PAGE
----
The Neck Tie-Cravat

Hrvat means Croat=Cravat
As millions around the world dress to go to work each day or to go out for the evening, most probably do not realize that a major accessory of their wardrobe originated in Croatia.
The necktie, or kravata, is Croatia’s contribution to the world of fashion.
The use of the necktie in Croatia dates back to as early as the mid-1600s.
During the European Thirty Year War (1618-1648), Croatian soldiers were also drawn into battle and sent to fight in various regions of Europe.

At that time, the traditional Croatian military dress included a picturesque scarf tied around the neck in a manner which is very similar to the style in which the necktie is worn today.

In 1618, some agents of the Holy Roman Emperor were in Prague being disagreeable.

Some citizens threw the agents out a window.

The agents landed on a dunghill, so they survived.
Nevertheless, they were, in a foul temper, and (to simplify a bit) the “Defenestration of Prague” led to the Thirty Years War, which quickly, led to the need for Croatian mercenarie’s.

They were rough-and-ready fellows, but they did not neglect the decorative arts: They wore colorful neckwear.
The word “‘cravat” is derived from the word “Croat” and neckties are descended from what those Croatians wore.

It is unclear why those Croatians execited so much imitation.
Few people at the moment are sticklers about following the fashions of Croatian mercenaries.
Because some Croatian soldiers were stationed in Paris, this “Croatian style” greatly impressed their French counterparts.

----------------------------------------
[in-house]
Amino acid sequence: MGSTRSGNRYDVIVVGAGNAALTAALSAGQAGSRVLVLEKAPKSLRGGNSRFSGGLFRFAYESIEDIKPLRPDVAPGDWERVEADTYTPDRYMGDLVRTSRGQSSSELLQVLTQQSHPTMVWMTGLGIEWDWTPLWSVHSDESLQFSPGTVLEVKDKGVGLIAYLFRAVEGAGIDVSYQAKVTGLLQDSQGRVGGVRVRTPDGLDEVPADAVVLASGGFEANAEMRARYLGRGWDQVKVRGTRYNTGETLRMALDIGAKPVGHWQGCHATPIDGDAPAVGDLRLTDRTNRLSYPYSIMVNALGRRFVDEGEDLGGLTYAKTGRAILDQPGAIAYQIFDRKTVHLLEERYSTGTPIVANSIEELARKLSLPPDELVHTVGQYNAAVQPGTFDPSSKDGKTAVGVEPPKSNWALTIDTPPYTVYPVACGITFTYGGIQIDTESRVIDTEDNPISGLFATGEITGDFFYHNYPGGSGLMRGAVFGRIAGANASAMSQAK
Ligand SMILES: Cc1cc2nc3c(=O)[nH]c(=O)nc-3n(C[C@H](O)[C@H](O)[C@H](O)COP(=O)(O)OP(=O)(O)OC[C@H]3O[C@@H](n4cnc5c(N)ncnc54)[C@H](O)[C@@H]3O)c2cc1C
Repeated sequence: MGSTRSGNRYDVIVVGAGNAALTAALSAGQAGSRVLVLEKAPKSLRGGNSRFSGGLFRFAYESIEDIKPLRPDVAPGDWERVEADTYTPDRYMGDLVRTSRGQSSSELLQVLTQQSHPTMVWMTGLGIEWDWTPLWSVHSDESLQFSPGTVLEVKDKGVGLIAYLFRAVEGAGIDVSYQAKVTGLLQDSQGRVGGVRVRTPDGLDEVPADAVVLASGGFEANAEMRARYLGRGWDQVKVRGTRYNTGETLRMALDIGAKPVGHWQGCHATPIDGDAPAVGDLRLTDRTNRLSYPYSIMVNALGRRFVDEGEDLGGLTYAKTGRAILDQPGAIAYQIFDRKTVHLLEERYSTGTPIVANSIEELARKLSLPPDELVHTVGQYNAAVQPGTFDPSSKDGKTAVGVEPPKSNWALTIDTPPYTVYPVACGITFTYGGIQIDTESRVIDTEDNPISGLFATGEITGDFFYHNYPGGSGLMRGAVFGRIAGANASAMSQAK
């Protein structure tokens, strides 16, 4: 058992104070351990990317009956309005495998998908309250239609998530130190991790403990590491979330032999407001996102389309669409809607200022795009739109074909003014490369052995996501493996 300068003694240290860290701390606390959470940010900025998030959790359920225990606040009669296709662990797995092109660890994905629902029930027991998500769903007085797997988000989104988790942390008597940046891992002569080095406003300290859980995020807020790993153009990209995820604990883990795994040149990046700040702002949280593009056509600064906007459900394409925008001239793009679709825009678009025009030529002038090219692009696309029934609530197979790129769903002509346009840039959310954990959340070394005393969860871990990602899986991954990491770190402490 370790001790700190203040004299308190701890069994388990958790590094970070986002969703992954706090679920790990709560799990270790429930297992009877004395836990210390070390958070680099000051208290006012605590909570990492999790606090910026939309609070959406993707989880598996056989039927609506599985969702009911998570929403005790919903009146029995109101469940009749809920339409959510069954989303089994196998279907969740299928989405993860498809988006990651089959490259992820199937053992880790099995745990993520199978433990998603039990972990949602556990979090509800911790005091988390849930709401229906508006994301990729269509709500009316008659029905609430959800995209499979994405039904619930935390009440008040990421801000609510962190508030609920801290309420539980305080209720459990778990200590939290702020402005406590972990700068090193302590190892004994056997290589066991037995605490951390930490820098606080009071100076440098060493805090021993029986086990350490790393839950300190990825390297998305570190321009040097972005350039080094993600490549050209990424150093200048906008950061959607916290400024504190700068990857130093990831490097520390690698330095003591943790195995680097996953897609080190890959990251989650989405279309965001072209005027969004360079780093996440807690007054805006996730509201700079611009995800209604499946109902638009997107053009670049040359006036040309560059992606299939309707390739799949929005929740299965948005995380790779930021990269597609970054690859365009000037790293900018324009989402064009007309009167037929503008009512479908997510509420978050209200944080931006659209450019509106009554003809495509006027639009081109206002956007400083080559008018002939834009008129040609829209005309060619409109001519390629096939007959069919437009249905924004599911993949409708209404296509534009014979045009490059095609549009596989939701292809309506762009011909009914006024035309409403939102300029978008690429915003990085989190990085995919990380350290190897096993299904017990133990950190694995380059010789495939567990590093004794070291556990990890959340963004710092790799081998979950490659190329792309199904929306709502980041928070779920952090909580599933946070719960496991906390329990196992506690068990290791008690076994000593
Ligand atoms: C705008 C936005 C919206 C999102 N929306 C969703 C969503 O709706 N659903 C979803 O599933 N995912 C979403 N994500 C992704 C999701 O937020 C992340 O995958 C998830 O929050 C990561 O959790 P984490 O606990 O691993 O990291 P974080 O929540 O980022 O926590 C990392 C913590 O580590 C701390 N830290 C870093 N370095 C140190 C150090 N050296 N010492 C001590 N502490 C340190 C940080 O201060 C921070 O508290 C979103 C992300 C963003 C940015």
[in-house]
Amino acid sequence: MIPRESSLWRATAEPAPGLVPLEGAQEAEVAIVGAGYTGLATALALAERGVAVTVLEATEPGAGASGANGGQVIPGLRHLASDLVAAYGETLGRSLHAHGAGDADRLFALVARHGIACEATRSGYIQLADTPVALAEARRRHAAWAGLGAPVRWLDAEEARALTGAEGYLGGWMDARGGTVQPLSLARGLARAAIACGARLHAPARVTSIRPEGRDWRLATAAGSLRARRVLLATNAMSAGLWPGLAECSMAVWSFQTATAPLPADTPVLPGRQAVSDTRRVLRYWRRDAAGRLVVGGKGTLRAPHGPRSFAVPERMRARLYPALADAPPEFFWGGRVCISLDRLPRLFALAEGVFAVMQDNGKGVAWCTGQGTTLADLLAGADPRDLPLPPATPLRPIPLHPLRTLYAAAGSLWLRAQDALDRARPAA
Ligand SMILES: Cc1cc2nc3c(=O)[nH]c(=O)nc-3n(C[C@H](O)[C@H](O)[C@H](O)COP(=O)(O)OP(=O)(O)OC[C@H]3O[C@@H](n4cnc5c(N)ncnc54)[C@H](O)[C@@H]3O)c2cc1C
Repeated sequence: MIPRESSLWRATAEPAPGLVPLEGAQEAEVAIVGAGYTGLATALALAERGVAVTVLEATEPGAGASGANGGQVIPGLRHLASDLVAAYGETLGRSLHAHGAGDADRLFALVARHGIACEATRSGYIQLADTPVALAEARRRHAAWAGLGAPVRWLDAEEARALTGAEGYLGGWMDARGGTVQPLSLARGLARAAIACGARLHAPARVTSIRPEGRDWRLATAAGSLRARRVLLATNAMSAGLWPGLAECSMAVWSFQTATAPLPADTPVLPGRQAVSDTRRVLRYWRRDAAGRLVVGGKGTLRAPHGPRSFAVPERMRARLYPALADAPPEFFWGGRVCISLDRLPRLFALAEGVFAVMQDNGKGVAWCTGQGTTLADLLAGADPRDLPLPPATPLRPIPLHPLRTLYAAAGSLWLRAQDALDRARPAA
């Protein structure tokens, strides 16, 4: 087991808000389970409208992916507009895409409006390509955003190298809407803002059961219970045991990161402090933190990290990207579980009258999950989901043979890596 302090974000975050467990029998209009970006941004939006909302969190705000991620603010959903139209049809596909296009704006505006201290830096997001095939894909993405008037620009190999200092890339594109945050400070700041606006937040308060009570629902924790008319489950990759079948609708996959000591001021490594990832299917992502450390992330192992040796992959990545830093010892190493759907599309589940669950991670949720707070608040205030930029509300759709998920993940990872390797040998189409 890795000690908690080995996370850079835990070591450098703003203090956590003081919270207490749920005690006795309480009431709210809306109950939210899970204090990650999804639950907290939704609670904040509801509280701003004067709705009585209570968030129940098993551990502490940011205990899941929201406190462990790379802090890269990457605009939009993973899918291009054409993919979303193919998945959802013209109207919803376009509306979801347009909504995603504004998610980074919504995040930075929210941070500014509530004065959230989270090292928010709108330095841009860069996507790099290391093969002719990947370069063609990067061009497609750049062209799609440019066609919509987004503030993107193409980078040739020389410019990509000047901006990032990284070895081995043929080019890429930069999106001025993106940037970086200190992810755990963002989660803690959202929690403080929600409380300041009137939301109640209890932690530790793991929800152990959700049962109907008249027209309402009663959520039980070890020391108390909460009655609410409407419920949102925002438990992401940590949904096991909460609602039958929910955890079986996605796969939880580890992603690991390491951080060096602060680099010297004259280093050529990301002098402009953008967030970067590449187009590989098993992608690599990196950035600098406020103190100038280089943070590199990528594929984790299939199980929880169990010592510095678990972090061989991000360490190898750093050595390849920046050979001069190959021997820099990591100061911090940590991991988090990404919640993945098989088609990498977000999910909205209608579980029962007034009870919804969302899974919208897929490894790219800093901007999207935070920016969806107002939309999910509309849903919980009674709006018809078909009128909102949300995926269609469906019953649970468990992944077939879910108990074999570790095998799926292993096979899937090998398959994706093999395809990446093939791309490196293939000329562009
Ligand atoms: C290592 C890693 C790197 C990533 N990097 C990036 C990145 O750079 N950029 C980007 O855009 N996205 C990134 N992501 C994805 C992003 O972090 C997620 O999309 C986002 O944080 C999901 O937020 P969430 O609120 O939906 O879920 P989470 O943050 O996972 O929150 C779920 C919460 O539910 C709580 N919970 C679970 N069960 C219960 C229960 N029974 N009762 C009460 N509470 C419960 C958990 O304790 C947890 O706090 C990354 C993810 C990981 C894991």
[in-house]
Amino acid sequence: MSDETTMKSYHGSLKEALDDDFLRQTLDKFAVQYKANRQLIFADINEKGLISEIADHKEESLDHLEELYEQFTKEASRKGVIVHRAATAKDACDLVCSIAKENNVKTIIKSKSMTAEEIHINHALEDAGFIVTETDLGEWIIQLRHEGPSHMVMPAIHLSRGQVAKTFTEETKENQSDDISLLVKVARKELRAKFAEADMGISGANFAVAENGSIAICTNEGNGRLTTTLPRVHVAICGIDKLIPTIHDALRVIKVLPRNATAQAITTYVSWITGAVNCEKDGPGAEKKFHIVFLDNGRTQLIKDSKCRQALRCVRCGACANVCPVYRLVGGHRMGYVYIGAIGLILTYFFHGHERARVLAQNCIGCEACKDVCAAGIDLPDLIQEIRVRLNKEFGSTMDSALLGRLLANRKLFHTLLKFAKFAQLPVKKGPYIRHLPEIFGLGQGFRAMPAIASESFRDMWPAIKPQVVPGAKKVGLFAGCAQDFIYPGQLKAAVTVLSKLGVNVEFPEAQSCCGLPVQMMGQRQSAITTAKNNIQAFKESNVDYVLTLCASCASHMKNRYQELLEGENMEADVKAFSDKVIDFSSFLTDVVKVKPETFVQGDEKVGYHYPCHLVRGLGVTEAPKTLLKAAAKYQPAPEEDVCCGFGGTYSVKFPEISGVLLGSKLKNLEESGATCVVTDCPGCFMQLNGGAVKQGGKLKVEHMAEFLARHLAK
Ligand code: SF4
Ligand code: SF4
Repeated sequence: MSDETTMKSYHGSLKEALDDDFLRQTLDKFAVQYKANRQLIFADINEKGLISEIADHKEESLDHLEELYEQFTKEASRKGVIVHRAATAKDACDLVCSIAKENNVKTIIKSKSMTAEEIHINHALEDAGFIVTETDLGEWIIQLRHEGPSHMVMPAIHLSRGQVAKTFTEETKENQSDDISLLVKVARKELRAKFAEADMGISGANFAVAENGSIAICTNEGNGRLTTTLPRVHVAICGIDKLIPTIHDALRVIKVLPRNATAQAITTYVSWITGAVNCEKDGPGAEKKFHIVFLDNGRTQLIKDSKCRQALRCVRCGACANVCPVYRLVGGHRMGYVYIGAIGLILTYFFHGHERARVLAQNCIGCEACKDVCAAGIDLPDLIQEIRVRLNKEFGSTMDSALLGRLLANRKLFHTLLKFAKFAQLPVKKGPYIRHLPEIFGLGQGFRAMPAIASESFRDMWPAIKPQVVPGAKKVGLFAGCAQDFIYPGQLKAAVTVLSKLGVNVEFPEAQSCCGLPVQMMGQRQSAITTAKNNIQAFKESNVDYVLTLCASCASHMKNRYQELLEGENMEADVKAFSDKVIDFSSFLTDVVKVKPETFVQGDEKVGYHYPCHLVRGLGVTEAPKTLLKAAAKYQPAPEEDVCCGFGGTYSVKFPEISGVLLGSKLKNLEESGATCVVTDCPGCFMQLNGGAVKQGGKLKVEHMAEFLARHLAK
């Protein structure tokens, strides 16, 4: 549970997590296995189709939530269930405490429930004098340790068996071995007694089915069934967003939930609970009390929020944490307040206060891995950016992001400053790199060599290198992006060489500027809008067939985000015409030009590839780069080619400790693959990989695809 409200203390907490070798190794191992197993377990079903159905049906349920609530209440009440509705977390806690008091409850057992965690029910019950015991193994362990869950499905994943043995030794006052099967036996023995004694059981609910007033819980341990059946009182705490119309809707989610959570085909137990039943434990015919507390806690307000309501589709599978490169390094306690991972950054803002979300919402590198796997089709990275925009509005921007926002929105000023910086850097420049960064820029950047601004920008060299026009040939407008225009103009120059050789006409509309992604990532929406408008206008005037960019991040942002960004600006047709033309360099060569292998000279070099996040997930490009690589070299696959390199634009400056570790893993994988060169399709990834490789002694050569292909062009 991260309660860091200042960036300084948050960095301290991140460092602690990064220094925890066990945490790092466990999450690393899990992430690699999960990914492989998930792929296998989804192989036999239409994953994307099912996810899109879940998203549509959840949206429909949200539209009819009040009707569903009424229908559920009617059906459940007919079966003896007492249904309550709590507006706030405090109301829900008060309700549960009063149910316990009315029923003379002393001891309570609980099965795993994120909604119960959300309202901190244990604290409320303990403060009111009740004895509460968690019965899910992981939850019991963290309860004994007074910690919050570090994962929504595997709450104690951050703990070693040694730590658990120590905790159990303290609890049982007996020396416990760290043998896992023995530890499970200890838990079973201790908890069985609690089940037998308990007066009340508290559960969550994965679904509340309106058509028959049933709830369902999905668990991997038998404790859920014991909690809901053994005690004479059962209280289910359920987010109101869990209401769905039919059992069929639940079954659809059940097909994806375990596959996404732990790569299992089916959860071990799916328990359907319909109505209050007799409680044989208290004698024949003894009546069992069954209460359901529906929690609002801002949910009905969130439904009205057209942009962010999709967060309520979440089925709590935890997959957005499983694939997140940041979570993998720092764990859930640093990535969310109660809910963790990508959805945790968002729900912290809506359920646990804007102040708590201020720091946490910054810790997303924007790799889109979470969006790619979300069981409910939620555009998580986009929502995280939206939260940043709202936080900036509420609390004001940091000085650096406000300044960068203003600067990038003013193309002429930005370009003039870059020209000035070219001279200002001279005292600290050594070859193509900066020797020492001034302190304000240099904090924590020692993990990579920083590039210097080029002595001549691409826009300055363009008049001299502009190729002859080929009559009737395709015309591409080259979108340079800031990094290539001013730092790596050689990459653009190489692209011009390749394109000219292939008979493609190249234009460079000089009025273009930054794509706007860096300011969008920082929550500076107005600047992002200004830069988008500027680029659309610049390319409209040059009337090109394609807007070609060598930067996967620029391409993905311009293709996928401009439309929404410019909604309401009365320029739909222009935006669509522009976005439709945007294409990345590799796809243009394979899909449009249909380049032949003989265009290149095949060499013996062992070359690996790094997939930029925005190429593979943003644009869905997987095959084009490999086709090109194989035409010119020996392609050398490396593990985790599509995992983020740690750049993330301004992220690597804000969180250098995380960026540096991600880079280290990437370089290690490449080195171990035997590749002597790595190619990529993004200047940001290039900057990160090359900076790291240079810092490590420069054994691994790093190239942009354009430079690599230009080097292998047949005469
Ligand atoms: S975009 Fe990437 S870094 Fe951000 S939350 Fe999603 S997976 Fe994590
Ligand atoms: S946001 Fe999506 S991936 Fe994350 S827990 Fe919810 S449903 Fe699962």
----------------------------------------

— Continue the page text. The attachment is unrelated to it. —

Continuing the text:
French men adopted this new fashion during the reign of Louis XIV and referred to it as “a la Croate”.
Eventually, it became known by the French word “cravate”.
The tie entered the bourgeois fashion of th at era as a sign of cultivation and elegance and went on to conquer the whole of Europe.

Today, men across the entire civilized world tie knots in neckties in every imaginable color and made from a wide array of materials from silk to burlap.
Unlike many fashions, which fade or disappear over time, the necktie has retained its popularity for hundreds of years and is still considered a basic item of most men’s wardrobes, rather than just a decorative accessory.

As the court of Lottis XIV was a trendsetter in culturevand fashion, tile use of the “‘cravate” becamne wide- spread across Europe, with each country adopting a slightly altered word in their own language.


Hungarian: Kravat, English: Cravat-Neck Tie, Portuguese: Oravata, Croatian: Kravata, Polish: Krawat, German: Krawatte, Italian: Cravatta, French: Cravate, Spanish: Corvatta.

provided by “Ian Reimers”